Freedom, Necessity, and the Knowledge of God: In Conversation with Karl Barth and Thomas F. Torrance

Written by Paul D. Molnar Reviewed By Thomas Haviland-Pabst

The offerings of modern theology are at the same time various and controversial. They are various in that the lines of inquiry are ever expanding as our world is becoming increasingly self-identified and self-orientated to its own pluralism. They are controversial in so far as modern theology has distanced itself from classic Christian theology, even, at times, repudiating its very essence. With this book, Paul Molnar, a Catholic theologian and professor of systematic theology of St. John’s University in New York, offers a foray into modern theology, placing it in conversation with the theology of Karl Barth and T. F. Torrance and demonstrating both the underlying similarities that exist between the various modern theological offerings and the tragic turn away from what is incontestably the heart of Christianity, namely, Christ.

The book is divided into eight chapters. Chapter 1 analyzes whether God’s act of creation is a necessary act. He gives special attention to Bruce McCormack’s formulation that God’s election for us constitutes the Trinity and provides a trenchant reading of Brandon Gallagher’s monograph Freedom and Necessity in Modern Trinitarian Theology (Oxford: Oxford University Press, 2016). Molnar argues that the fundamental problem with Gallagher’s work is that he “attempts to apply what he calls (F3), a third type of freedom to God” which “creates a situation in which one could conceptualize the relations between God and us as relations of mutual conditioning” (p. 34). Rightly, Molnar, with Barth and Torrance, rebuts Gallagher, arguing that God is not bound by any necessity to either create or redeemed sinners. Rather, his love is free and thus arising from spontaneously.

With the second chapter, Molnar places Barth in conversation with Roman Catholic theologians Karl Rahner, Walter Kasper, and Elizabeth Johnson. Here, Molnar is seeking to discern “whether or not the real problem dividing Roman Catholic and Reformed theologians is the analogia entis [analogy of being]” (p. 59). Intriguingly, he answers in the affirmative that despite the gains of post-Vatican II with its return to Scripture and Christ as center of theology, the analogia entis remains in Catholic theology. Rather, with Barth, Molnar asserts that Jesus must be “the first and final Word in theological and ethical reflection” (p. 60, emphasis original).

Chapter 3, on natural theology, explores the deficiencies of one of Molnar’s theological heroes: T. F. Torrance. Molnar concludes that while Torrance’s proposed “new” natural theology is unhelpful, it is ultimately, albeit inconsistently, dictated by his larger Christocentric theological convictions. Chapter 4 contrasts Karl Rahner’s and T. F. Torrance’s understanding of a non-conceptual knowledge of God, arguing that Torrance’s assertion that one only knows God “through God” (p. 158) shuts the door to the subjectivism that Rahner’s understanding of epistemology allows.

In the fifth chapter, Molnar focuses on Rosario Rodriguez’s defense of liberation theology. Molnar argues that, although “the struggle for liberation” is important, “Christ the Liberator” must be the starting point for the Christian faith in order to avoid “the danger of self-justification” (p. 164). Chapter 6 combats the tendency of feminist theology to revise language of God since traditional language promotes the maleness of God over against the feminine by arguing that “the revelation of God alone in his Son Jesus Christ” must inform our experiences, not the other way around.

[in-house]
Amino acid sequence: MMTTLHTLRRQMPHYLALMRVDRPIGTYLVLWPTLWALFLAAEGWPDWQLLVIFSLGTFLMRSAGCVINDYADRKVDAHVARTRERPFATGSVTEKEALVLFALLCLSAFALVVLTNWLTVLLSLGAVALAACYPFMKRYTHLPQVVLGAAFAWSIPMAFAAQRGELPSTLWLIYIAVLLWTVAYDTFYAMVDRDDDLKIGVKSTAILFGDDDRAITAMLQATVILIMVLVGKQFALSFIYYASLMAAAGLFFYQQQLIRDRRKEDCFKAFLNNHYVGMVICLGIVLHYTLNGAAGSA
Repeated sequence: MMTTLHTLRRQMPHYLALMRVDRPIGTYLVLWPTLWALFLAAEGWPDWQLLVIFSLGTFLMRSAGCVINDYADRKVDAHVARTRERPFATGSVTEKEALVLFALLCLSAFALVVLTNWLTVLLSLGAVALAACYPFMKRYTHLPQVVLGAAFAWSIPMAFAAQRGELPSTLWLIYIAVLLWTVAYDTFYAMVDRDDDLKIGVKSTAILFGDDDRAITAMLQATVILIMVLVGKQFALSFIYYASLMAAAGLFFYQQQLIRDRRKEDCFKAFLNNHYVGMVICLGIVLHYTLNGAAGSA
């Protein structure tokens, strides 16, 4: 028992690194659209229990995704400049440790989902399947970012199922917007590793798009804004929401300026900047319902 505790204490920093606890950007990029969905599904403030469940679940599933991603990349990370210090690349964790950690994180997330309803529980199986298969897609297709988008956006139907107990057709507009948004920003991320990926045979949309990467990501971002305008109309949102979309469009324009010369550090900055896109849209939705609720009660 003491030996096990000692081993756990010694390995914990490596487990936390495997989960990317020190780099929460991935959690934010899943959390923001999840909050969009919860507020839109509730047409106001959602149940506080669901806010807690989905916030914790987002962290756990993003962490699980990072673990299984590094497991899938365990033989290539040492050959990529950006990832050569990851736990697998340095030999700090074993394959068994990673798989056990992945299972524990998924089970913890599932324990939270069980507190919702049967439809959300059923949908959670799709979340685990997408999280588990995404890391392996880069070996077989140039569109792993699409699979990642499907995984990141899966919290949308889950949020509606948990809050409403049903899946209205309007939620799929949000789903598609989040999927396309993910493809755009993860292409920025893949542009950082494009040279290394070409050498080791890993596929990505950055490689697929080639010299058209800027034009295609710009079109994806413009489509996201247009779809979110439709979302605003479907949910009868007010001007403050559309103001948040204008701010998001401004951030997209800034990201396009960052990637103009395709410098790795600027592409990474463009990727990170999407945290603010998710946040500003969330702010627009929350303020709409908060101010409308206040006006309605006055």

Chapters 7 and 8 deal with universalism and pluralism, respectively. The former focuses on David Bentley Hart’s defense of universalism, arguing that by making it a theological necessity rather than a hope, Hart undermines God’s own freedom. The latter combats that notion that the three monotheistic faiths—Islam, Judaism, and Christianity—are in essence the same by clearly arguing that the Christian faith is not a bare monotheism but a triune one. Helpfully, Molnar suggests that what unites these three faiths is not monotheism but rather their invitation of the adherents of each to believe the gospel of Jesus Christ.

Molnar’s treatment of modern theology uncovers a unifying thread: a bent toward experience and the subject and therefore a rejection of the centrality of Christ and the triunity of God. As such, his work is a welcome contribution to and engagement with modern theology as Molnar, with force and conviction, pulls the reader back to the revelation of God the Father in his Son through the Holy Spirit.

For those less acquainted with Barth and T. F. Torrance, Molnar demonstrates how their insights reflect a broader Reformed emphasis in solus Christus (not the mention the other four solas) and as such, in the hands of Molnar, they provide a model for how orthodox Protestantism ought to engage with the theological deficiencies of our time. Students and scholars of classic Reformed theology will not agree with all his conclusions, such as his assertion, with T. F. Torrance, that so-called “limited atonement” is a Latin heresy. Some readers may find Molnar repetitive at points and grow apprehensive of the long footnotes that permeate the book. Nevertheless, Molnar’s deep engagement with modern theology as well as the theology of T. F. Torrance and Barth, combined with clear writing and conviction, makes this a worthwhile read for anyone interested in modern theology and the corrective thereof offered by a capable theologian.

Thomas Haviland-Pabst

Thomas Haviland-Pabst
One Family Ministries
Asheville, North Carolina, USA

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